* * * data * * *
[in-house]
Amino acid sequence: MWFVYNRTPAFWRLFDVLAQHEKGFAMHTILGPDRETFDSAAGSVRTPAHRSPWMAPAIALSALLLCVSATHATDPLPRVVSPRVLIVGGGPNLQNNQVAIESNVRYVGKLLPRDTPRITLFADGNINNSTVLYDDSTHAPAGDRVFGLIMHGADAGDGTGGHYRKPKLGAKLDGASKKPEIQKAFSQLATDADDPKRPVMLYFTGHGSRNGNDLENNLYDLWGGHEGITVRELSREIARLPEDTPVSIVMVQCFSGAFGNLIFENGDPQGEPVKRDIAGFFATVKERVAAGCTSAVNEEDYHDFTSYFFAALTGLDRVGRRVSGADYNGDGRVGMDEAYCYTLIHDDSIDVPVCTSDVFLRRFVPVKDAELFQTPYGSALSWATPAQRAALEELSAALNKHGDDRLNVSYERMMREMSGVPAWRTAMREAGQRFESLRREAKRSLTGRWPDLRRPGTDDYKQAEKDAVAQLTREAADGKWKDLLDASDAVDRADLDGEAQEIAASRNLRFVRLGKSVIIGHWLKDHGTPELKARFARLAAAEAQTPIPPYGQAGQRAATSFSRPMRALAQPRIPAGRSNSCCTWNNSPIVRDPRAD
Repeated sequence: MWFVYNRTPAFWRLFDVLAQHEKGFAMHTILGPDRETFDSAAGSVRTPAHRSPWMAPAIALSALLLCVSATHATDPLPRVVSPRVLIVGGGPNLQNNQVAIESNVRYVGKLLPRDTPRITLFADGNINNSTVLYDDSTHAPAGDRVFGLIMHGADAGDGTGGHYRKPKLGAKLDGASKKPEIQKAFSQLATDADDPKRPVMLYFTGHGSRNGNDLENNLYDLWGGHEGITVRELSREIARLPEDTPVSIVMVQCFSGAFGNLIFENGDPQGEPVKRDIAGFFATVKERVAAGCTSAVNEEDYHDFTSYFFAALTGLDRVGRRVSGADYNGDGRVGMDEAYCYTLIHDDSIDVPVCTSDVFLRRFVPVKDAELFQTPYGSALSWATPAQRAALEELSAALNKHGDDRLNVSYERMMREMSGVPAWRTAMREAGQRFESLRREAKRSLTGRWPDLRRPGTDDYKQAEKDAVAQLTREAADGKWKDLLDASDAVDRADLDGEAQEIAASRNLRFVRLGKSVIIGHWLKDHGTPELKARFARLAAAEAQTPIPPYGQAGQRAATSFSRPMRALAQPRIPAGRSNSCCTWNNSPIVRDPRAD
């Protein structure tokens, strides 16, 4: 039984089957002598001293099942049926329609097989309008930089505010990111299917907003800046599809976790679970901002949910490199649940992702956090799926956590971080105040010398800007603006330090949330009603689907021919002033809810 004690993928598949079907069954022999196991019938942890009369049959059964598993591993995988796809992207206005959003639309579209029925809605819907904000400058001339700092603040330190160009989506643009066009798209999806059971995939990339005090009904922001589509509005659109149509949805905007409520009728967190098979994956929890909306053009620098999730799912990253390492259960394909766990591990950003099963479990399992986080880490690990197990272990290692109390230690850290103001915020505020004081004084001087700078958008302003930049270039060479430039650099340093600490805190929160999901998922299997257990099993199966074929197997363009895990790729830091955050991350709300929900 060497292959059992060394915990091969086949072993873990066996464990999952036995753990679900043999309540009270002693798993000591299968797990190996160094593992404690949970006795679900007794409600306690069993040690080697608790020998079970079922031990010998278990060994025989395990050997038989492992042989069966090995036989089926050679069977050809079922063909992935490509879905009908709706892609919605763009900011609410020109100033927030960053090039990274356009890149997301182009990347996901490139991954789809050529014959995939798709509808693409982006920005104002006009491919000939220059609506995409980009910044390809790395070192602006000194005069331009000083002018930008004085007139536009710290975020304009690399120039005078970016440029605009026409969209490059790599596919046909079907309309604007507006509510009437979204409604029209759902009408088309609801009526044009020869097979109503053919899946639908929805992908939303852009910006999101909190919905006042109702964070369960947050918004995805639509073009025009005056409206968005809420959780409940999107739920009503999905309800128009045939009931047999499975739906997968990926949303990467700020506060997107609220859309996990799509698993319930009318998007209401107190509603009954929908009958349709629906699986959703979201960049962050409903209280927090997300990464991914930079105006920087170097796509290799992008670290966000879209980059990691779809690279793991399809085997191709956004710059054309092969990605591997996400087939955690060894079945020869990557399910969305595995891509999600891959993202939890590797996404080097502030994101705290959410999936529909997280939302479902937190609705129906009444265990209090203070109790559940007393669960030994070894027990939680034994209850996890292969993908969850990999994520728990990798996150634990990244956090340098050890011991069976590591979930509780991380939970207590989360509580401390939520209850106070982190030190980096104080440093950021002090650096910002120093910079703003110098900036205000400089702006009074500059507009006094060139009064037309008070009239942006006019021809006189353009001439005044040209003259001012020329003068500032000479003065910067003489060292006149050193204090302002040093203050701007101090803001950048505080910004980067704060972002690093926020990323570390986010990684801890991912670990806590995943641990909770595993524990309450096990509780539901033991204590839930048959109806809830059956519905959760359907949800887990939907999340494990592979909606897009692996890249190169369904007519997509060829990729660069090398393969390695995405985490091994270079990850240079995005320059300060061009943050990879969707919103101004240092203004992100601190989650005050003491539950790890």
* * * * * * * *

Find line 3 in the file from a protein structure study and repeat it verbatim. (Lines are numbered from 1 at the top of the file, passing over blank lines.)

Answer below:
Repeated sequence: MWFVYNRTPAFWRLFDVLAQHEKGFAMHTILGPDRETFDSAAGSVRTPAHRSPWMAPAIALSALLLCVSATHATDPLPRVVSPRVLIVGGGPNLQNNQVAIESNVRYVGKLLPRDTPRITLFADGNINNSTVLYDDSTHAPAGDRVFGLIMHGADAGDGTGGHYRKPKLGAKLDGASKKPEIQKAFSQLATDADDPKRPVMLYFTGHGSRNGNDLENNLYDLWGGHEGITVRELSREIARLPEDTPVSIVMVQCFSGAFGNLIFENGDPQGEPVKRDIAGFFATVKERVAAGCTSAVNEEDYHDFTSYFFAALTGLDRVGRRVSGADYNGDGRVGMDEAYCYTLIHDDSIDVPVCTSDVFLRRFVPVKDAELFQTPYGSALSWATPAQRAALEELSAALNKHGDDRLNVSYERMMREMSGVPAWRTAMREAGQRFESLRREAKRSLTGRWPDLRRPGTDDYKQAEKDAVAQLTREAADGKWKDLLDASDAVDRADLDGEAQEIAASRNLRFVRLGKSVIIGHWLKDHGTPELKARFARLAAAEAQTPIPPYGQAGQRAATSFSRPMRALAQPRIPAGRSNSCCTWNNSPIVRDPRAD